eskom municipal debt

Eskom electricity pylons. (Brent Meersman)

Eskom ‘running on fumes’ as liquidity reserves begin to run dry

By the end of November, their reserves will stand at a mere R1.2bn

eskom municipal debt

Eskom electricity pylons. (Brent Meersman)

Eskom’s battered and bruised reputation seems to have hit the energy giant where it hurts. The company now only have R1.2 billion left in liquidity reserves for the end of this month.

Confirmed in their report to shareholder representative Lynne Brown, Eskom blame ‘poor governance’ for having a negative impact on their financial status, calling their future existence into question. The findings were uncovered by Fin24 and EE.

By the month’s end, Eskom are usually projected to have R20 billion in the kitty. But their funds for November are almost 5% of the target.

Eskom in the dock for state capture

A Parliamentary portfolio committee are currently hearing testimony from ex-employees, over the company’s role in state capture. Former chiefs Anoj Singh, Brian Molefe and Matshela Koko have come under fire for their rogue dealings with Gupta-owned companies, giving expensive tenders to the corrupt family.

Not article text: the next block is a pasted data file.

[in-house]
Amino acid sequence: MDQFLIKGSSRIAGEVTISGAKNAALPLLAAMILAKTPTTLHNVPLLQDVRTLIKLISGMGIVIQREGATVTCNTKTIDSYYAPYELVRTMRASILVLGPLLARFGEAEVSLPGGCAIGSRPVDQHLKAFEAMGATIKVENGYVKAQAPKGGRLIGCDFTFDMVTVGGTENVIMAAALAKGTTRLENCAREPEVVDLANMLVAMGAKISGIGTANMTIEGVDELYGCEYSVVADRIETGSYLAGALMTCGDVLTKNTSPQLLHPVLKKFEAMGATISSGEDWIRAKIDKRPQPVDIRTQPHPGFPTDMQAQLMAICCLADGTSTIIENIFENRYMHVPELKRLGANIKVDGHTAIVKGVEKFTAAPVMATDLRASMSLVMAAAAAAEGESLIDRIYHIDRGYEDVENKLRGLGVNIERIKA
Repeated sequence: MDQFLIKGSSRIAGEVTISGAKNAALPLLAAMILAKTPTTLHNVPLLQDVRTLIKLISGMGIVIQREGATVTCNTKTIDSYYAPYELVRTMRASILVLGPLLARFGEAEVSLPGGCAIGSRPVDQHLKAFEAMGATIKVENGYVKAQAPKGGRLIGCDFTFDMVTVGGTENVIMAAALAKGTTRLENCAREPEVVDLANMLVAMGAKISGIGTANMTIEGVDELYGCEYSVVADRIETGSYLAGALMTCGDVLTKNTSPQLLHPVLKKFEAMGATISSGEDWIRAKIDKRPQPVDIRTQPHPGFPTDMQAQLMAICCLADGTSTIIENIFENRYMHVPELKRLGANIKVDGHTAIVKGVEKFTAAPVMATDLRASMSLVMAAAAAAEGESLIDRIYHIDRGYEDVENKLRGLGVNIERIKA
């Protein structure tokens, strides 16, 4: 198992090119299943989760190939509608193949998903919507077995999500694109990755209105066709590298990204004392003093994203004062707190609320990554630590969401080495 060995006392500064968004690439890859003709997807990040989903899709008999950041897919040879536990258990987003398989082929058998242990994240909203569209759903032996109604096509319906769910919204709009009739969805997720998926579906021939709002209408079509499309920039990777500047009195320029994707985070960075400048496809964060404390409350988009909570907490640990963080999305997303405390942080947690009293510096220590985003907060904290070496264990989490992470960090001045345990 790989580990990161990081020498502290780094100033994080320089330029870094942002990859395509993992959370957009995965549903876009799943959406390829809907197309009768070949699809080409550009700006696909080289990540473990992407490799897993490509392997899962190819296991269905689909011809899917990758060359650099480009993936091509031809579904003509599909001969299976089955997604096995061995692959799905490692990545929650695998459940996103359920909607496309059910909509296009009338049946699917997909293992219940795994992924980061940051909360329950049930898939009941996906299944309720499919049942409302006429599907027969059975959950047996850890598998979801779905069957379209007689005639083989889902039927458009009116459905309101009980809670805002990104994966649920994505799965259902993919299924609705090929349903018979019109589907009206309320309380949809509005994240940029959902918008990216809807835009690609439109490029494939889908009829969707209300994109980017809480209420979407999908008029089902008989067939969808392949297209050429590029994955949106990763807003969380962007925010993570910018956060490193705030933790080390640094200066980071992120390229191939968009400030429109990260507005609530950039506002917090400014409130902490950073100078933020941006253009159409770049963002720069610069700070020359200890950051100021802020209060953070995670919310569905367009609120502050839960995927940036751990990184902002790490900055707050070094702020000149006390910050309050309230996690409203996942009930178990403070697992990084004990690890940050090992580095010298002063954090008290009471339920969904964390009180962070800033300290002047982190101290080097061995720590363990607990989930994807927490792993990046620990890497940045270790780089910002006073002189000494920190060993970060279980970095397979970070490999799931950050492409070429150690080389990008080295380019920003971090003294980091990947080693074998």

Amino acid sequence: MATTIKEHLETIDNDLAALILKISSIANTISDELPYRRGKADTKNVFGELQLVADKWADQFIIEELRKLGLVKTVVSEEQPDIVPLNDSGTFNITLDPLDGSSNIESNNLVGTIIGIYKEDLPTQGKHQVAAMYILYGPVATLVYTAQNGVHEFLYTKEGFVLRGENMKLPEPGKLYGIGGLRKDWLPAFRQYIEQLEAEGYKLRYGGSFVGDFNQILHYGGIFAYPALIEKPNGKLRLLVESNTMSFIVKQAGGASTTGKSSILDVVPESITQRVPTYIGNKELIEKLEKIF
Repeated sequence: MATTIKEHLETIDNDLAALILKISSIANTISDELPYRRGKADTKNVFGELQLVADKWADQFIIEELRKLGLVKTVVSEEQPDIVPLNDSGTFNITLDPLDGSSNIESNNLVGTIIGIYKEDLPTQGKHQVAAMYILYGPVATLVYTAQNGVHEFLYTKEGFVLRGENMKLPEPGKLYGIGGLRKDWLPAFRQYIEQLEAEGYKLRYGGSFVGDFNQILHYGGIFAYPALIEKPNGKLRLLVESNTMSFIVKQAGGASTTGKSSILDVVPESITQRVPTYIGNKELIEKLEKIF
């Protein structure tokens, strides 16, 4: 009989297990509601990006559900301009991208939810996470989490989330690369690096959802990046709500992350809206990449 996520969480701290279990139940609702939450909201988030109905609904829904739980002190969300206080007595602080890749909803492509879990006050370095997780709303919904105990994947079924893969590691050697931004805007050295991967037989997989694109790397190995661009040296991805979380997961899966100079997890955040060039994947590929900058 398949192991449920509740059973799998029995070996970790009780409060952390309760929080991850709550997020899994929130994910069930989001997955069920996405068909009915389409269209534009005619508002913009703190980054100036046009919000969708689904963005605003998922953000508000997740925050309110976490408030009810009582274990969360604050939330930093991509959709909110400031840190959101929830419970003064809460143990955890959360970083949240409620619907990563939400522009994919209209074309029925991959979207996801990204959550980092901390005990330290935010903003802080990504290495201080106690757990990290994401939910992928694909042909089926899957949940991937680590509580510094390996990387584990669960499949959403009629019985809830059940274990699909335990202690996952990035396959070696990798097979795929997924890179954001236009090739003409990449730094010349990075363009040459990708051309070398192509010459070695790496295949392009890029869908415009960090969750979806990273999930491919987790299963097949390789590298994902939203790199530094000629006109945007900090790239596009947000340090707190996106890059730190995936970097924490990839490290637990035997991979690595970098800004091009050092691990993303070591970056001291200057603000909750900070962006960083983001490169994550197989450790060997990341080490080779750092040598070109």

It is now being estimated that Eskom will slide into a negative liquidity fund position by January 2018. They are forecast to be R5 billion down. People’s jobs are hanging by a thread, as well as the companies ability to continue trading

Energy giant is a ‘going concern’

Khulu Phasiwe is an Eskom spokesperson. He has been given the task of putting a positive spin on things. In an unenviable position, Phasiwe welcomed the parliamentary inquiry as a useful tool for getting these issues ‘out in the open’, so they can stop the rot sooner.

He believed an increase in tariffs over time, additional funding initiatives and the cost-cutting exercise under the current strategy will in fact ensure that Eskom maintains its going concern status.

Too big to fail?

Perhaps now is too soon to write the obituaries of Eskom, however. They are a state-owned entity. Malusi Gigaba has previously claimed government “won’t allow” the energy firm to fail. Which means our tax money will be ploughed into the SEO time and time again, however,  in a desperate bid to produce positive arrears.

Just another day in the life of a South African worker.